In a world where digital mapping is exploding, Zach Dunn offers an excellent review of different types of web maps and their various purposes.
His article, Maps In Modern Web Design: Showcase and Examples (Smashing Magazine) explores existing trends, conventions and the possible future of interactive maps online.
This isn’t a lesson in cartography, rather a review of the important purposes that maps can serve in modern web design. Three main areas seem to represent the majority of tasks:
- Navigation and directions,
- Show relationships and trends geographically,
- Show points of interest.
Geared primarily toward a web-designer audience, this article is good review for GIS specialists and cartographers preparing maps for online content. Zach describes the different ways to navigate online maps (drill down for information, timeline, zoom, before-and-after, and points of interest), looks at future trends, and provides a nice showcase of maps for inspiration.
In an article “Why Geo Will Embrace The Cloud in 2010” in Direction Magazine, Brian Timoney of the The Timoney Group looks at the emerging cloud computing arena and poises the question, fad or not? Putting that question aside for the moment, part of Brian’s article really struck a chord with me – “IT is suffocating GIS.” As a former statewide GIS coordinator, I’ve seen all too many enthusiastic GIS professionals sucked down this path. Brian articulates something rarely discussed – issues like burn-out in the long since changed role of GIS managers. Are we properly preparing GIS professionals for this aspect of their GIS career? Here is an excerpt of Brian’s article: Continue reading
RMI (Rocky Mountain Institute) provides a timeline-based interactive map depicting the U.S.’s historical imports of oil since 1973. Map controls can slide to specific dates and highlight five periods by major oil crises, including history briefs in the sideline. Map units can be displayed in oil or U.S. dollars. Map can also be put on auto-play. This is a well-done interactive map and interesting visualization of the flow of resources over time.
Rocky Mountain Institute is an independent, entrepreneurial nonprofit think-and-do tank™ that drives the efficient and restorative use of resources (from the RMI website).
NPR has produced a new interactive map of the U.S. energy grid and power sources. Included are several roll-over maps to see percent energy production by different states and by fuel type. It also includes an informative display of anticipated renewable (solar and wind) fuel sources incorporated into the grid over the next few decades. The maps are intuitive, well designed, and data sources are cited in the map’s footnotes. This is a good example of interactive map design for public education. It should serve as a terrific resource for educators to help students understand power production, renewable power supply, and power distribution in the U.S.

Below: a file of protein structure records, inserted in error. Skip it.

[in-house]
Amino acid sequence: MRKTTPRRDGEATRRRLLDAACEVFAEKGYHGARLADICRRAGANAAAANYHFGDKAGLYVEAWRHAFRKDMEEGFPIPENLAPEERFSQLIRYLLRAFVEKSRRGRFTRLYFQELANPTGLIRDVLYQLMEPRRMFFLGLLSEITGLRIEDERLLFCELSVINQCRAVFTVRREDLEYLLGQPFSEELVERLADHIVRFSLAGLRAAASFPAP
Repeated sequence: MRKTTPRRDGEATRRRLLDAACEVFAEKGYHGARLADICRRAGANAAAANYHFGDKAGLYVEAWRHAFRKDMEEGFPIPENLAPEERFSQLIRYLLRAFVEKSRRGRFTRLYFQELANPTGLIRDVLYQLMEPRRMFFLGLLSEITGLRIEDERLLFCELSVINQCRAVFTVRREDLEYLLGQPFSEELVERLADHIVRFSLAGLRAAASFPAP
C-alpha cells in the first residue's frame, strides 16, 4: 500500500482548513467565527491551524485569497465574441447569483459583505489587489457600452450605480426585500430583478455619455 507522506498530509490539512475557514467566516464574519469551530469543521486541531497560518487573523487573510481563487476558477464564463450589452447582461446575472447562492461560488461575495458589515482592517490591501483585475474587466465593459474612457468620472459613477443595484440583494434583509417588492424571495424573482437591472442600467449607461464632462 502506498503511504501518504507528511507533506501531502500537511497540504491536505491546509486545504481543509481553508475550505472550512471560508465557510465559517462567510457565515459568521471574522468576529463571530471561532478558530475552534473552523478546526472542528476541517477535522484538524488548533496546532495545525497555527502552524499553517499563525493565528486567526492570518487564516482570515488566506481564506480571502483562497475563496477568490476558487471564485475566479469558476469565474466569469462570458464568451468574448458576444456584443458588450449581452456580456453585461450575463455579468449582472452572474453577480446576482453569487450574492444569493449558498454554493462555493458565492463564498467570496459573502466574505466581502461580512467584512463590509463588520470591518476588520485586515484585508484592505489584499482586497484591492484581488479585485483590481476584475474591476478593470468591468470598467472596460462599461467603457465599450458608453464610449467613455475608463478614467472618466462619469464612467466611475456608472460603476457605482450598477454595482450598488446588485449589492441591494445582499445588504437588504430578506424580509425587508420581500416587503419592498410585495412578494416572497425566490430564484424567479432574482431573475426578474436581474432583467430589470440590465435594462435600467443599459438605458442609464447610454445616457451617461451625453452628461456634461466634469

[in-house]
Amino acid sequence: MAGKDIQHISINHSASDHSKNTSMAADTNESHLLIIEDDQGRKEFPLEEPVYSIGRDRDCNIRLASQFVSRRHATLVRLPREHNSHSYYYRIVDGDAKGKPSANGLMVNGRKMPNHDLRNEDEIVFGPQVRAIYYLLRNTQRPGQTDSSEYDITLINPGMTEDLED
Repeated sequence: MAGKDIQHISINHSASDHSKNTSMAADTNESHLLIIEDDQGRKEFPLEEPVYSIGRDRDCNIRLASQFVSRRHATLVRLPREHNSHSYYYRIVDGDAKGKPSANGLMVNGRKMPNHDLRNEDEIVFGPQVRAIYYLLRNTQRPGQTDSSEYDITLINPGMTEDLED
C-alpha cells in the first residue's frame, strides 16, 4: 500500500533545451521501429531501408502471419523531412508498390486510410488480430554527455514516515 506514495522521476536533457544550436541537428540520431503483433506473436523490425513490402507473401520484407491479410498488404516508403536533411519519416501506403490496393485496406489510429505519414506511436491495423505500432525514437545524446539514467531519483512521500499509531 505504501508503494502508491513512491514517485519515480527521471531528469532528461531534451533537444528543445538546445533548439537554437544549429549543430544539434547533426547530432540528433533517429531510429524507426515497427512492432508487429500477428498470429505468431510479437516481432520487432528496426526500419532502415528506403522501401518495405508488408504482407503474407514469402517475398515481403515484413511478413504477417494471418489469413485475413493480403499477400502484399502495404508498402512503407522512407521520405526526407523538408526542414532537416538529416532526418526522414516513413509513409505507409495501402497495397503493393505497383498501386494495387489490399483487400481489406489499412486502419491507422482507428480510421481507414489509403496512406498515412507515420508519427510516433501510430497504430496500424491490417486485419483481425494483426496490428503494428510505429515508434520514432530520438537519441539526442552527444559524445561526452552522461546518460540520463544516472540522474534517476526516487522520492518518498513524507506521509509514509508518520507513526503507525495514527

The interactive map is produced for NPR’s series, “Power Hungry: Re-Envisioning Electricity In The U.S.,” including over a dozen articles. One could easily imagine this series and maps being worked into the curriculum in middle through higher education, inviting students to explore questions about location, energy, and the future. From the site: “The U.S. electric grid is a complex network of independently owned and operated power plants and transmission lines. Aging infrastructure, combined with a rise in domestic electricity consumption, has forced experts to critically examine the status and health of the nation’s electrical systems.”
The Organic City is an interesting and successful application of community blogging (using WordPress) and flash-based mapping (Worldkit). Created in 2006 by the combined efforts of Seamus Byrne and Sarah Mattern, students in CSU East Bay’s Multimedia Graduate Program.
Organic City is a collaborative digital storyworld centered on the downtown Oakland areas surrounding Lake Merritt. The interactive map is a gateway to location-based stories told by local community members. The map is annotated with storypoints. Roll your mouse over a storypoint to display the title and author of a story. Click on a point to read a story. You can navigate the map using the in (+) and out (-) magnifying glasses and the directional arrows.
Using Storybase Filters
You can also access stories in the storybase by using the filters on this page. You can view stories by genre, title, author, or date. You can also use the search form in the menu bar above to filter the storybase by keywords.